The phone rang. That made twenty-two calls from my mother-in-law Virginia that afternoon. I knew because my phone counts how many times a particular number dials my house on a given day. My house phone is the only phone number Virginia remembers. No matter who she wants to call, she dials what was once her only child’s number. It doesn’t matter that he died in 2008.
“Elaine?” Her raspy voice quivers with confusion. She didn’t expect to hear my voice. “Hi, Virginia. Who did you want to call?”
“Benny. I want him to pick me up and take me home.” Benny, her second husband, died twenty-five years ago. Home is Connecticut where she hasn’t lived for forty years. Sometimes she wants one of her two living sisters, but usually she wants to talk to someone who is dead.
Virginia turns one hundred on January 24, 2016. Last week, I mentioned the upcoming party.
“I’m not 100,” she said with a dismissive twist of her Italian hand.
“What year were you born?” I asked.
“1916,” she answered without hesitating.
“So this is 2016 and that makes you 100.” She frowned and looked the other day. Reason doesn’t convince her—or most of us.
My sons, daughter-in-law, and I had a family party when they were home before Christmas. I went to Virginia’s apartment that morning to get the grocery list her health aides made for me.
“You know what I want?” Virginia asked. I was surprised since she rarely asks for anything except dead people or home.
“No, what do you want?”
“I want a sfogliatella .”
“A sfogliatella? I remember those,” I said. Sfoglitella (sfo-ia-tel-la) is a shell-shaped flaky pastry with ricotta cheese filling and a touch of citron. Not too sweet. They’re from Naples, Italy where Virginia’s family originated.
“You bought those at an Italian bakery in Connecticut and brought them when you visited. Vic loved them, too. I’ve never seen them in Ithaca.”
“Are we in Ithaca?”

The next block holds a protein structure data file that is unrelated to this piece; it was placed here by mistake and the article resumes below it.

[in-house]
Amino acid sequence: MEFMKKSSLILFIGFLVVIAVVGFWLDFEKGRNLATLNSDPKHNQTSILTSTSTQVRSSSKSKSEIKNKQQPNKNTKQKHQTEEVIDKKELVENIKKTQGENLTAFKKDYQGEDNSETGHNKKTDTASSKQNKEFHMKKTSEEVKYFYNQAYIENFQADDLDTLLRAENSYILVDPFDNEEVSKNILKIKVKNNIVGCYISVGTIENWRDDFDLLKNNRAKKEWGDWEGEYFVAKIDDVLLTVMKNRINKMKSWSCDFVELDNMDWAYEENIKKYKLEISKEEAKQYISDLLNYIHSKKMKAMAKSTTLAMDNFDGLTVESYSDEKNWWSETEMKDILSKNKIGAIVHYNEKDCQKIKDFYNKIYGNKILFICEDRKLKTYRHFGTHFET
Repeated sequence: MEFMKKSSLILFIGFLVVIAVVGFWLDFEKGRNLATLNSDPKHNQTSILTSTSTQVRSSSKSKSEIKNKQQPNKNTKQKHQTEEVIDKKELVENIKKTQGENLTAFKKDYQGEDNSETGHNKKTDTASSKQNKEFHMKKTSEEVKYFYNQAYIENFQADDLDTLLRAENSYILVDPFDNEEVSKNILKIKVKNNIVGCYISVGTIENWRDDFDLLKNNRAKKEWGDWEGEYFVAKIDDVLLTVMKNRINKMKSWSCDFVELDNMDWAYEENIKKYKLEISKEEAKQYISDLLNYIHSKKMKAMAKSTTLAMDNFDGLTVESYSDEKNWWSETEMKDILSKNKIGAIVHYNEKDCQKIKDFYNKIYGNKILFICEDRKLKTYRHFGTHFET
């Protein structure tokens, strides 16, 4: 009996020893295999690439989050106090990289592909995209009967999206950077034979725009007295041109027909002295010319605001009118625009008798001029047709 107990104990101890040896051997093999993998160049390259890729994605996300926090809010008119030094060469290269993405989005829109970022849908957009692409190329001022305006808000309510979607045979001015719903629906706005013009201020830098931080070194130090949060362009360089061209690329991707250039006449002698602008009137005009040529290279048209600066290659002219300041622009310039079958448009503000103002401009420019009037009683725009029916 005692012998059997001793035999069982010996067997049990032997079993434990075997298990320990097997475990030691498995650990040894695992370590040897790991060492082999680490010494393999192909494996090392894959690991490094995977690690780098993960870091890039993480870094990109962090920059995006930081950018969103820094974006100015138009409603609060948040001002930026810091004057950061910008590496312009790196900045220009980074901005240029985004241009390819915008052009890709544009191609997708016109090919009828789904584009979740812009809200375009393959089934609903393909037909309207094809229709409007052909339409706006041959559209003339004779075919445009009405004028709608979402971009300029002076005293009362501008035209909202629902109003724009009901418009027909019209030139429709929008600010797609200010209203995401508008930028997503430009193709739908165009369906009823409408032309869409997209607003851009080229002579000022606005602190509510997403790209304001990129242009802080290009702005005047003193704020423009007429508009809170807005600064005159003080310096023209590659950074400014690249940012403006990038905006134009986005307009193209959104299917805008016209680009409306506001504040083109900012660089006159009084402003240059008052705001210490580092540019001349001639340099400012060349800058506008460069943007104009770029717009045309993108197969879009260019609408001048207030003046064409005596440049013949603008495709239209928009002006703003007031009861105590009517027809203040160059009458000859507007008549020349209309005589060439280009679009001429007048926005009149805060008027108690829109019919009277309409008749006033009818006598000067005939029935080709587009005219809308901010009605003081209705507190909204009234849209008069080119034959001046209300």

“Oh, all right,” she said with an exasperated sigh.
Just in case, I asked at Wegmans Grocery. The baker at the counter hadn’t heard of them, but insisted I talk to the head of the bakery department.
“Have you ever heard of a sfogliatella?” I asked.
“Hmmm… We have some of those frozen. We’ll put them in the oven and you can pick them up in 45 minutes.” Along with Virginia’s request for pizza, salad, chocolate cake, and ice cream (Neopolitan, of course), I took her six pastries. She ate them all in two days.
“You only live to be 100 once,” everyone reminded me. Her health aides and McGraw House staff wanted to celebrate this unusual achievement for a resident. I bowed to social pressure for a second party.
“We’re having a birthday party for you here at McGraw House, Virginia.”
“I don’t want a birthday party.” I’ve known Virginia nearly fifty years. I assure you she loves a party.
“But other people want to celebrate your life, Virginia.”
“How old am I?”
“No, I am not.”
“What year were you born?”
“1916.” I do the math.
“No, I am not…”
I ordered a “Happy 100 Years” cake and bought party plates, napkins, and red paper cups. I made a food list including a box of Clementines. Italians love fruit. I hired Virginia’s kind health aide Dawn to dress her, fluff her hair, and help her during the party. I planned to be hostess and take photographs.
There was just one thing left to do. I needed to have a talk with the voice in my head who keeps asking, “Wasn’t there something else you wanted to do with your life?”
Next week, I’ll let you know how the birthday party went. Has anyone in your family turned one hundred? Were they well enough to enjoy the celebration? Do you have other good birthday party stories to tell?
My relationship with Virginia has been complicated from the first time her son brought me home to meet her in 1967. For other stories about Virginia and me, see Mother-in-Law Blues: Lessons in ‘Don’t Bite the Hook and Learning to Forgive.